L.A. Public Health has reopened the beaches near Dockweiler and El Segundo, days after a 17 million gallon sewage spill that spread for miles.

On Wednesday night, life guards were allowed to remove closure signs at Dockweiler State Beach at Water Way Extension, Dockweiler State Beach at Hyperion Plan and El Segundo Beach.

The sewage spill occurred at the city-run Hyperion Water Reclamation Plant Sunday, continuing for eight hours into the Santa Monica Bay.

While the spill began Sunday evening, the beach shut downs did not occur until Monday morning.

“What happened yesterday off the coast of Dockweiler Beach was irresponsible, unacceptable and dangerous,” Supervisor Janice Hahn said after the spill was announced. “Not only did the Hyperion Plant release 17 million gallons of sewage into our ocean, the public had little to no information about it for HOURS.”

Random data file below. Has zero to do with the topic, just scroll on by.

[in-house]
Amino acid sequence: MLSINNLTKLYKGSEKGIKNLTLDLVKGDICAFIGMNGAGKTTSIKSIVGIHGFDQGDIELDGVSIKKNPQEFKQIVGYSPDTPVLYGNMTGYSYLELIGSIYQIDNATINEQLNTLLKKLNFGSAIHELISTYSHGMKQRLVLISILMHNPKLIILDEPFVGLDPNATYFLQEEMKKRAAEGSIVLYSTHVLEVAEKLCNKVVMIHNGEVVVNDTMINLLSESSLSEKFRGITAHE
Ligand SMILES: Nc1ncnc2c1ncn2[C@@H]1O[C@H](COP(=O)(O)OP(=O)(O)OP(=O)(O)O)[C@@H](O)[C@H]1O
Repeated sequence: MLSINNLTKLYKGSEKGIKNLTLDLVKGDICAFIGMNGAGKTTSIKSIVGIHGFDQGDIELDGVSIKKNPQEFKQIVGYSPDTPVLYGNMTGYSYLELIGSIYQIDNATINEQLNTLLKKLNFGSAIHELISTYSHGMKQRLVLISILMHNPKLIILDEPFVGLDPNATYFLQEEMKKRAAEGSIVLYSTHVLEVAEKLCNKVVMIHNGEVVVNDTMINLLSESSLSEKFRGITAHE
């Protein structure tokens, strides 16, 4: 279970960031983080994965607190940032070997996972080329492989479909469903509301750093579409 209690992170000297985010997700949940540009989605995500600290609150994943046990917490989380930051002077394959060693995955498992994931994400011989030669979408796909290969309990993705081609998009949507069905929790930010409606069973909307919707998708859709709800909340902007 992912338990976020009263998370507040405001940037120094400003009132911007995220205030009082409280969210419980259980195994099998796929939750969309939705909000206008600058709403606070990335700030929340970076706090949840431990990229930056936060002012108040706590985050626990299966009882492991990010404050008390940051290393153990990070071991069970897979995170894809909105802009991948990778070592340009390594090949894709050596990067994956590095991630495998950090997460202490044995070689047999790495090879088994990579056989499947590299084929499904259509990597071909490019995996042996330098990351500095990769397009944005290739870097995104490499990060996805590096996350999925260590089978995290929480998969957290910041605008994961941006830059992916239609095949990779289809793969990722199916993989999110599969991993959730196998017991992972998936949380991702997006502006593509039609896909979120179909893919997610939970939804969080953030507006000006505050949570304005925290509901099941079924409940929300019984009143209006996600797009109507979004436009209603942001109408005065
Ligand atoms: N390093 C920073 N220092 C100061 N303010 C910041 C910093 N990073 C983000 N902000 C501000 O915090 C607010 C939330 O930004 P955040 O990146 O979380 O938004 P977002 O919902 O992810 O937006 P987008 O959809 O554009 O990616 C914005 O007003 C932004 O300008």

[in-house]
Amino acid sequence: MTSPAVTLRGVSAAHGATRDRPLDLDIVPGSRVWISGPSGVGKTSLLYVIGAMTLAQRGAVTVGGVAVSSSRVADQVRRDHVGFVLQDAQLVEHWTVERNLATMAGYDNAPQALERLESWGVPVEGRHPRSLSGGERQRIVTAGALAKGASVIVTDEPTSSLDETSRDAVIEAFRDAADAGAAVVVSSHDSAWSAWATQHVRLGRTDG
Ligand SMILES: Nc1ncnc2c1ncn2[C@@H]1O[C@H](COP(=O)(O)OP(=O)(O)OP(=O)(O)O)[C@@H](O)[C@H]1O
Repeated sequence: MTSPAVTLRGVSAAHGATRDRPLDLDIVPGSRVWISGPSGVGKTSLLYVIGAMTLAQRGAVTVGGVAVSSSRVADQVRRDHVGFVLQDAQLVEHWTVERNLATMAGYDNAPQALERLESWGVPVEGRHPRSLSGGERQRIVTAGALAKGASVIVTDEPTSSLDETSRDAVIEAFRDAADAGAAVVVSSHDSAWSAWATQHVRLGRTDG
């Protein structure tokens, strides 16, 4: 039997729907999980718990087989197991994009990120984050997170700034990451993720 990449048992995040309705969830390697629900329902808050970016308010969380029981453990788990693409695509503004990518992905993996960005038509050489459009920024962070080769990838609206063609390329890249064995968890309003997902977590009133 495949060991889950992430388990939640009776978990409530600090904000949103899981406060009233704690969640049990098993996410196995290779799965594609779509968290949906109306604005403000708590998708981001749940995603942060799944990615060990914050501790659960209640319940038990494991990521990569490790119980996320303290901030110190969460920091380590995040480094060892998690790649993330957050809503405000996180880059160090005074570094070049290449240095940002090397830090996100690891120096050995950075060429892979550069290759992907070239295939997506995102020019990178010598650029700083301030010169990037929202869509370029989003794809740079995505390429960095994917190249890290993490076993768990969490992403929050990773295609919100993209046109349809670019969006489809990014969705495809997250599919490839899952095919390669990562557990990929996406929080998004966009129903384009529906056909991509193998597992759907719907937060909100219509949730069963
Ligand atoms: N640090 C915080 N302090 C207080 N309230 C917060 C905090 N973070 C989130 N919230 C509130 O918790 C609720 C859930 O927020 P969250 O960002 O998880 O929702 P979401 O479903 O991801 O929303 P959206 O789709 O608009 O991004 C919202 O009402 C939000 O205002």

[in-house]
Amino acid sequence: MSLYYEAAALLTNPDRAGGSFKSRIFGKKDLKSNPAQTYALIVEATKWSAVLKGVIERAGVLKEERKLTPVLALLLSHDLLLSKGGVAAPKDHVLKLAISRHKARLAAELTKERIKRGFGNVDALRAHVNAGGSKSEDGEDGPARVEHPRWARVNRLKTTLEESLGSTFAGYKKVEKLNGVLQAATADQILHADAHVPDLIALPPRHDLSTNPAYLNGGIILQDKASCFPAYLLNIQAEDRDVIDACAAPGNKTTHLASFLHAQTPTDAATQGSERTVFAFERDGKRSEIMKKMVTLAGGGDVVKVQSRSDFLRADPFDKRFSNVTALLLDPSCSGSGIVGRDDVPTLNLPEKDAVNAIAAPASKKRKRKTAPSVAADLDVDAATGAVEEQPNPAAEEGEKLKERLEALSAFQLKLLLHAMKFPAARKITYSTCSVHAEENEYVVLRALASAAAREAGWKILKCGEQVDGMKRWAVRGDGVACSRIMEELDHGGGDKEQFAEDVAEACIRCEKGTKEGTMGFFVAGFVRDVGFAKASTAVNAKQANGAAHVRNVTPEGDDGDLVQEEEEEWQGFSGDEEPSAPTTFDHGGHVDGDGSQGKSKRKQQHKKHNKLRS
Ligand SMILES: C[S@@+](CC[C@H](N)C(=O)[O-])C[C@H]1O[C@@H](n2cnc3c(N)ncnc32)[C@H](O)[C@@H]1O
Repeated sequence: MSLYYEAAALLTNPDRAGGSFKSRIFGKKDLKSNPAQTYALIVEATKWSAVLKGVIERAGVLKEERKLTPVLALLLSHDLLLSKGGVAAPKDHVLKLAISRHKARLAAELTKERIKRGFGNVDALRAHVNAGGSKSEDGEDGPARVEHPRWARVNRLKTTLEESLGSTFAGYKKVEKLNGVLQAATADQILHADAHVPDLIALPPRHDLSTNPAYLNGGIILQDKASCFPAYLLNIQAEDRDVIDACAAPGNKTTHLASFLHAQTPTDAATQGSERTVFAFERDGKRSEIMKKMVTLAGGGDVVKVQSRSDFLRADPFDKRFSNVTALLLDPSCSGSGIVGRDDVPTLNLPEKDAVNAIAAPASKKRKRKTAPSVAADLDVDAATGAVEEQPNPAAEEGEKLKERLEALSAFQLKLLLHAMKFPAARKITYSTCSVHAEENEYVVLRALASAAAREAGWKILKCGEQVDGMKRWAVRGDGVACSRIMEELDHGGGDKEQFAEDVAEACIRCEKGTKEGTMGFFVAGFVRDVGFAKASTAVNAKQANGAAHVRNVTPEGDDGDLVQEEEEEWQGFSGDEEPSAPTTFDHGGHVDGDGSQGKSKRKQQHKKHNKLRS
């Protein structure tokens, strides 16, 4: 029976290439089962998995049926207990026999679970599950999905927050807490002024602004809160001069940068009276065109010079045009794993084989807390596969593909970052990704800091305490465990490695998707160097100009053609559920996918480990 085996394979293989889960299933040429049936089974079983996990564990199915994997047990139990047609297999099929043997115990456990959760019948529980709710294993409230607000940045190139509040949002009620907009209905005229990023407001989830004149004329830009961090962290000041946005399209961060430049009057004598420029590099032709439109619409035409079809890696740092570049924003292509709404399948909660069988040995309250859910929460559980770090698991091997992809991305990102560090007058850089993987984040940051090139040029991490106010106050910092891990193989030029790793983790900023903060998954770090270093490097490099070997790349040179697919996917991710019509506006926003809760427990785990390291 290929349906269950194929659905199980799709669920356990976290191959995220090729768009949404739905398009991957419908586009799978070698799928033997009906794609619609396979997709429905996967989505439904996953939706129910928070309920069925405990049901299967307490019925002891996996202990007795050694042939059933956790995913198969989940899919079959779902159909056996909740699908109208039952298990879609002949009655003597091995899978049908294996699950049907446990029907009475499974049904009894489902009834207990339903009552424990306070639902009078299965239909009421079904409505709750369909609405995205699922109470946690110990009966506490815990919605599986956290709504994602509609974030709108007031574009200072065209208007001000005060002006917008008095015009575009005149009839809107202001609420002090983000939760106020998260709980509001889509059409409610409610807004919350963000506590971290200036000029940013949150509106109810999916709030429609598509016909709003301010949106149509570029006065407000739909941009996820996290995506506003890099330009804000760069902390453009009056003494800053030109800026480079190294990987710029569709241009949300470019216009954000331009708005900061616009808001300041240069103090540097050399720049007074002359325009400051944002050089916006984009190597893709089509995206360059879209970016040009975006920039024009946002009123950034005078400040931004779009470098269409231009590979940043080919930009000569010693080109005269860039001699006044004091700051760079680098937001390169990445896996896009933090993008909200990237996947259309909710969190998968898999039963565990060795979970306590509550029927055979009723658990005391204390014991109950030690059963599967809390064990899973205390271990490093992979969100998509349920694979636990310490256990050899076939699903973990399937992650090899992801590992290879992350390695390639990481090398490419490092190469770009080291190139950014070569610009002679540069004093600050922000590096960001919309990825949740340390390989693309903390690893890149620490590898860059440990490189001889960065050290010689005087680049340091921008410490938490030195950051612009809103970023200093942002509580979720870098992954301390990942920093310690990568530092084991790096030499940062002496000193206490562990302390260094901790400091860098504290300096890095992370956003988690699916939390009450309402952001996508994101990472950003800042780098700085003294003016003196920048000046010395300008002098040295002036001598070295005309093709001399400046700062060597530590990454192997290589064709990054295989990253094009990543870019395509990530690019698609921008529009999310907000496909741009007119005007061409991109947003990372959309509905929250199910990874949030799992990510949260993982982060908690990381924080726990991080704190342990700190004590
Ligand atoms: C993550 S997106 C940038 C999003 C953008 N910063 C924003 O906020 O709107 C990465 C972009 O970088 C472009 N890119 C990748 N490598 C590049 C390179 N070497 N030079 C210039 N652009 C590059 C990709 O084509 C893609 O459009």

The spill was attributed to “debris” that caused a pipe backup, leading the facility to release the sewage into the bay.

“The Hyperion Water Reclamation Plant became inundated with overwhelming quantities of debris, causing backup of the headworks facilities,” L.A. Sanitation and Environment said in a statement. “We are investigating the cause of the debris and repairing damaged equipment.”

Both L.A. Public Health and Hyperion collected samples of the water near the beaches and after two days of the bacteria meeting the state standards, it was deemed safe for Beachgoers.

Water samples will continue to be collected and tested through Thursday.

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